How can seniors get help navigating Medicare Part D and the donut hole?

Gabriel Levitt
Gabriel Levitt:

The donut hole starts after you've already paid $1097.50 out of pocket and lasts until you've paid another $3752.50, for a total out of pocket spending of $4850. That's a heavy lift.

First, you should check the prices at your local pharmacy or with a preferred mail-order pharmacy associated with your Part D plan. Under Obamacare, brand-name drugs are required to be discounted by 55 percent and generics by 42 percent for Part D enrollees in the donut hole.

If those discounted prices work, great. But don't be satisfied with those prices...yet.

Let's start with generics. Generic medications are usually not expensive and some are extremely low-cost. Most retail chain outlets, both national and regional, offer low-cost generic medications in programs often referred to as $4 generic drug programs. Some of these programs offer a three-month supply for $10.

On the other hand, some generics are still exceedingly expensive and different pharmacies across America will charge vastly different prices, sometimes by 90% - even ones in the exact same neighborhood. The price may be lower if you don't use your insurance. Ask your pharmacy.

You may also want to check prices on GoodRx to compare local pharmacy prices, using prescription discount coupons. At BlinkHealth you can purchase a discounted medication and pick it up at your neighborhood pharmacy. However, these two sites are generally better for saving on generic drugs than brand name drugs.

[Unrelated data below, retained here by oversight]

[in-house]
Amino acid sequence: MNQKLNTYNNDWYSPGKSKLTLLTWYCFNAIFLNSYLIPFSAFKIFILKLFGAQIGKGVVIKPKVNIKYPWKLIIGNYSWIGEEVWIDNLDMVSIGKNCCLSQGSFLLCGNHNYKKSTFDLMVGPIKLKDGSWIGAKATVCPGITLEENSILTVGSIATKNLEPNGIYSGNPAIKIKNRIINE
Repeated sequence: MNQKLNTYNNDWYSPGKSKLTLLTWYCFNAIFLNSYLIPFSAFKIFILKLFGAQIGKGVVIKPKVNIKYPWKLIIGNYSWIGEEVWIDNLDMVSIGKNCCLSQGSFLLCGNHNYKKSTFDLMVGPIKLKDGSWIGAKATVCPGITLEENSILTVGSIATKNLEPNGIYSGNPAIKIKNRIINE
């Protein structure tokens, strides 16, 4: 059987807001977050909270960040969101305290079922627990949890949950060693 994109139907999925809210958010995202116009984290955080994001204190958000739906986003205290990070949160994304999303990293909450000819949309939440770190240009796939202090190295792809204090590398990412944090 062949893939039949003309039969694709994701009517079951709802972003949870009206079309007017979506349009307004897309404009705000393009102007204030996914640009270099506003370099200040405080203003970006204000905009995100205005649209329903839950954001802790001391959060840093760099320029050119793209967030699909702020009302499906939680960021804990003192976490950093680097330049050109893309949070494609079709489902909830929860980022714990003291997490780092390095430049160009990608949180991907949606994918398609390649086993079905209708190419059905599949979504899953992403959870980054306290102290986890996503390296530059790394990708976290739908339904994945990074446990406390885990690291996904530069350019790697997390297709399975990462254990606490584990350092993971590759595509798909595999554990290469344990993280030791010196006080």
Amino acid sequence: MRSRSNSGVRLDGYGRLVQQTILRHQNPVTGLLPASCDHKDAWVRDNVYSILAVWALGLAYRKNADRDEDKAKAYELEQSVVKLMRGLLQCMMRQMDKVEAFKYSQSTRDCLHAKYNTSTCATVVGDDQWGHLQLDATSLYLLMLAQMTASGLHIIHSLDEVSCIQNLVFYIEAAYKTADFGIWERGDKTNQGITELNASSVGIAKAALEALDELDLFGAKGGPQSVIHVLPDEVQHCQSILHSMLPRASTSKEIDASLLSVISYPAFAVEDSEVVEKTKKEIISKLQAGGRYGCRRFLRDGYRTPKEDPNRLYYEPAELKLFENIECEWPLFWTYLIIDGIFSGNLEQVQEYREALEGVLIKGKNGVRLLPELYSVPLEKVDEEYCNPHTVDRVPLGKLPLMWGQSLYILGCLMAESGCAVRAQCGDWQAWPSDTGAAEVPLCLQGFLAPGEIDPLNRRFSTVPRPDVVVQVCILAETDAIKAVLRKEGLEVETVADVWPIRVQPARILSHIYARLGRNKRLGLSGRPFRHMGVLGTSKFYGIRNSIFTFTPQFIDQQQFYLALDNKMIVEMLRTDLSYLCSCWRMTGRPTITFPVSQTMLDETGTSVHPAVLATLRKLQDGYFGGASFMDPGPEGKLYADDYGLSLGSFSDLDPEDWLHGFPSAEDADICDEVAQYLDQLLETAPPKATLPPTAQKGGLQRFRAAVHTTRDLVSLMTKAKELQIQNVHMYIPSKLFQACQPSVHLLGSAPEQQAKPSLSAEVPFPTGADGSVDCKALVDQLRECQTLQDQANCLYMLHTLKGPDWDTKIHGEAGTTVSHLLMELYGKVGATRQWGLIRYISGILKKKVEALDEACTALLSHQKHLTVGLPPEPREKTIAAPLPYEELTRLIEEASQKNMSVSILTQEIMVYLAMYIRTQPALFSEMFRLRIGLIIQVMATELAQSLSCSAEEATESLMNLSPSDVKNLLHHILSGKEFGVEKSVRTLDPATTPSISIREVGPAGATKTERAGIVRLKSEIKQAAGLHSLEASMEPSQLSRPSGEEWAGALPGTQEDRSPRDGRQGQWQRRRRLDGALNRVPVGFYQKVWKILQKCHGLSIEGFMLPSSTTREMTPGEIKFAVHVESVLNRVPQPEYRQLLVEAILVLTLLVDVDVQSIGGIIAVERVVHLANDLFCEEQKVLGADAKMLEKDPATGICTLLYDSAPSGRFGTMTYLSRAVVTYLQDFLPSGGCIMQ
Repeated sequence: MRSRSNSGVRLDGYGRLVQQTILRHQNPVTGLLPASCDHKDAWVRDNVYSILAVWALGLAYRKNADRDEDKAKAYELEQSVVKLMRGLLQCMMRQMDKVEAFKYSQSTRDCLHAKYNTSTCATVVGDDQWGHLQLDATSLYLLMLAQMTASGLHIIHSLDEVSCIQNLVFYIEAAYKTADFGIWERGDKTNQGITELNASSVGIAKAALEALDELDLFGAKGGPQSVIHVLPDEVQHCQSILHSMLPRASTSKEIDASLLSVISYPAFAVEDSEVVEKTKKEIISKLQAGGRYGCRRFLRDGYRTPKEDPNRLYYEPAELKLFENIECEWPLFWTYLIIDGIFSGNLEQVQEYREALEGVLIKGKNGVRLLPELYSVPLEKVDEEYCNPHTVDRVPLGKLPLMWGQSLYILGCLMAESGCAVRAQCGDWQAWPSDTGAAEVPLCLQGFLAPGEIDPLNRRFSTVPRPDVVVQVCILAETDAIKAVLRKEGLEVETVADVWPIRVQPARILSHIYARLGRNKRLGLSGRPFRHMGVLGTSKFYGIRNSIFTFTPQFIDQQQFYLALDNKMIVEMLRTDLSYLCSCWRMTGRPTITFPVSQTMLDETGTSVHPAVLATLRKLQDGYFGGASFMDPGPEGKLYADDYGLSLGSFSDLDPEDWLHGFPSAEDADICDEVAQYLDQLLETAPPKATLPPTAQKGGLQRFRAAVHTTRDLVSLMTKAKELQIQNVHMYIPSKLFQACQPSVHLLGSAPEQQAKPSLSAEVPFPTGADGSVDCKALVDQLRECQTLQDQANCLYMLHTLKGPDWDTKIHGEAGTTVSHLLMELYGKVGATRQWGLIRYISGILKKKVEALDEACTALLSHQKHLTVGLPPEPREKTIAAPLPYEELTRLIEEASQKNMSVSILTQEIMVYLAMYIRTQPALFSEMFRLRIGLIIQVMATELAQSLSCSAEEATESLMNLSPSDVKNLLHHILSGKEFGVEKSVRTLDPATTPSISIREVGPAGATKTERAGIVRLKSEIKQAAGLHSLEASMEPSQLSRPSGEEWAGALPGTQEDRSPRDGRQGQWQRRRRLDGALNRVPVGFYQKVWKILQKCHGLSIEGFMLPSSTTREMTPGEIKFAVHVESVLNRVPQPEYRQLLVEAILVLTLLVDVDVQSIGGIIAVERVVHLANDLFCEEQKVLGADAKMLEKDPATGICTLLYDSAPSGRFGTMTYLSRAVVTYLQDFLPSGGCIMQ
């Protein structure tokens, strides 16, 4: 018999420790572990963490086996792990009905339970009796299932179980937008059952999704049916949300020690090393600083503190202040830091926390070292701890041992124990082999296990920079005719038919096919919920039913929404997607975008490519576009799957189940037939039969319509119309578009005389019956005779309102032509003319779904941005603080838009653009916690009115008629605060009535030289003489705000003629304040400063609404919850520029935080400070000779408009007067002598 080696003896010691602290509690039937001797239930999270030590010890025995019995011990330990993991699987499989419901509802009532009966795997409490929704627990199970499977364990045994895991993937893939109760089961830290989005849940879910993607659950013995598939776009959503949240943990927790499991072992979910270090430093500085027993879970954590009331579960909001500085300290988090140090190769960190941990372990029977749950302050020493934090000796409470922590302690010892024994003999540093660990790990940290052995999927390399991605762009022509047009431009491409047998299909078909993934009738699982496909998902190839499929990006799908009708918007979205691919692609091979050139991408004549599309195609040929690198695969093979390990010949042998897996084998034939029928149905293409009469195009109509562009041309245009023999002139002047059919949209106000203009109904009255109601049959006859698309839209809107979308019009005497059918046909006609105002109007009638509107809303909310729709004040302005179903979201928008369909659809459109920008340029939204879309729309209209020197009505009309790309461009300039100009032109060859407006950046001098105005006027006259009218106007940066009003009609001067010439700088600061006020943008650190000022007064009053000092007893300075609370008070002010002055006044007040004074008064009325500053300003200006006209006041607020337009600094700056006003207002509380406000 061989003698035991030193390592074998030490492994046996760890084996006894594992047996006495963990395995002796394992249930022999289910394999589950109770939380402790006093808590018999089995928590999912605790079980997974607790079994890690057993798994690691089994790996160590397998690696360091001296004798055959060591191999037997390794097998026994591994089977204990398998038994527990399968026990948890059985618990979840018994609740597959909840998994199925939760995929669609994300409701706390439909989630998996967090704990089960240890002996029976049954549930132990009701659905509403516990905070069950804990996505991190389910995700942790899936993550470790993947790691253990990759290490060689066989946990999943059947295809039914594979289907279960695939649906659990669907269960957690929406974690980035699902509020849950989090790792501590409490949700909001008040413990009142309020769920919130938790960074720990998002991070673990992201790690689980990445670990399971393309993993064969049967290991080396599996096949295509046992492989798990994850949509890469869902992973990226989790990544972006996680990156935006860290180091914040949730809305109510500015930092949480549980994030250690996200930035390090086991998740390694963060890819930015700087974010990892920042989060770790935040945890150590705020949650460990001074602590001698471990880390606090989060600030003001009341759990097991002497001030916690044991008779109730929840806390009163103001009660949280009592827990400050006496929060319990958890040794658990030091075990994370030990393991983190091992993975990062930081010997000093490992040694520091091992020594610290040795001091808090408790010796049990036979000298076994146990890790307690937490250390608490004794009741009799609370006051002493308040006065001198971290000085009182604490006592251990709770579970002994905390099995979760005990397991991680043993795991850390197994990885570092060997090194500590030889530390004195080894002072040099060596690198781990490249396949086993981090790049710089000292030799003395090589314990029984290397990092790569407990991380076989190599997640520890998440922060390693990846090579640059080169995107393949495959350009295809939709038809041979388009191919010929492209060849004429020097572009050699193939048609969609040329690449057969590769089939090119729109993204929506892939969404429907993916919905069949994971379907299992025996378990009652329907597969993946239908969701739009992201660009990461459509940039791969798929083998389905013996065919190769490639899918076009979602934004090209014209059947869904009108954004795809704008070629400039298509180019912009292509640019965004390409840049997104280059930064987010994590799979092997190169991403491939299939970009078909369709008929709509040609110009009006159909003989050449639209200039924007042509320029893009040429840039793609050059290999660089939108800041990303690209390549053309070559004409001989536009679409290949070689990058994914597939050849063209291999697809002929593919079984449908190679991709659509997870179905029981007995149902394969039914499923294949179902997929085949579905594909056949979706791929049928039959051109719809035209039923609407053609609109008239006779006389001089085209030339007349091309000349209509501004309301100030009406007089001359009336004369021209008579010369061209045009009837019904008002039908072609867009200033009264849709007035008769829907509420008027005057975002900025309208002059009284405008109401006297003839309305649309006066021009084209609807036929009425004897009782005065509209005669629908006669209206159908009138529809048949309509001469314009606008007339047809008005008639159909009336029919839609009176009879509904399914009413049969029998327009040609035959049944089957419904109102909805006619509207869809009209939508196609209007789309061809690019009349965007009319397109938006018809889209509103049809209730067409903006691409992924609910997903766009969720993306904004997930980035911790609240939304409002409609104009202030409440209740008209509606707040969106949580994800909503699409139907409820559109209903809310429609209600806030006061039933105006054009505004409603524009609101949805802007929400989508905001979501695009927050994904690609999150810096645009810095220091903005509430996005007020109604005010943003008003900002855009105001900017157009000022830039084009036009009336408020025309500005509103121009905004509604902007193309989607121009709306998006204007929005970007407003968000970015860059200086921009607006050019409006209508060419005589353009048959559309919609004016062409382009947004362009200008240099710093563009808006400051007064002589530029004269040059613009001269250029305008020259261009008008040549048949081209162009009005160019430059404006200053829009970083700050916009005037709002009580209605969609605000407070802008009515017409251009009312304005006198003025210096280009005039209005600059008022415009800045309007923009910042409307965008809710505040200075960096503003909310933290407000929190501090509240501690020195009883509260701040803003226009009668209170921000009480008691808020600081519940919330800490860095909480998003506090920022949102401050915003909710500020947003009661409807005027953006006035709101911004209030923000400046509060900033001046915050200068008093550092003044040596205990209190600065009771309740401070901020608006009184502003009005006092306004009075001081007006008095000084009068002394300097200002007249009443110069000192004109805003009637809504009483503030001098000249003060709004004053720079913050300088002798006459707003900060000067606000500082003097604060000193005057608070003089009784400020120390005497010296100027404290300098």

All of these websites are free to use.

It's important to keep in mind that purchasing medications outside your Part D plan may not be counted toward your donut hole out-of-pocket costs. Remember, above the threshold of $4850 your plan will cover 95% of your drug costs. So, while it seems counterintuitive, for those with such excessive costs, it may pay to purchase your medications through your plan even at higher costs to reach that level of coverage and forgo researching the lowest prices.

How do you get prescription drug discounts and coupons, particularly if you have no coverage?

Gabriel Levitt
Gabriel Levitt: